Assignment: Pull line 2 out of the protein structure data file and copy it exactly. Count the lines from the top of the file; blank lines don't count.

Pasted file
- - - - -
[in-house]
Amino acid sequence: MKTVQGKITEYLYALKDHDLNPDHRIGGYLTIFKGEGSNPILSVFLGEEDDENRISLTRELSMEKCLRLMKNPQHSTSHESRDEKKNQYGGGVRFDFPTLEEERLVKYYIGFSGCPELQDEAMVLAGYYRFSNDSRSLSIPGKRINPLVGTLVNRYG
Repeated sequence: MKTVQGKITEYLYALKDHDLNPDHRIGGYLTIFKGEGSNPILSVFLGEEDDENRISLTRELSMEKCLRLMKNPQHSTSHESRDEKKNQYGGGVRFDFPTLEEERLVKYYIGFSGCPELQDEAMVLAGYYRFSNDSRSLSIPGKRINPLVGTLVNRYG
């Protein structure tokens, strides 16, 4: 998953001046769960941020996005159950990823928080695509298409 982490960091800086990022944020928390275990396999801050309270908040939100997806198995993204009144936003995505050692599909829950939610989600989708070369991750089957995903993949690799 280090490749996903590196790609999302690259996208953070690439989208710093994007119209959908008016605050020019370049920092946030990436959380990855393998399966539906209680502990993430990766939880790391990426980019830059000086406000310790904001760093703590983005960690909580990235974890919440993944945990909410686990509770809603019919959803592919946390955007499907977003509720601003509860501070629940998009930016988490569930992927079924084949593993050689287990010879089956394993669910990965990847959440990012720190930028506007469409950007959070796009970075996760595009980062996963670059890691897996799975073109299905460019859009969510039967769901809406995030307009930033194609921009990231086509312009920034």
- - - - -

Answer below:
Amino acid sequence: MKTVQGKITEYLYALKDHDLNPDHRIGGYLTIFKGEGSNPILSVFLGEEDDENRISLTRELSMEKCLRLMKNPQHSTSHESRDEKKNQYGGGVRFDFPTLEEERLVKYYIGFSGCPELQDEAMVLAGYYRFSNDSRSLSIPGKRINPLVGTLVNRYG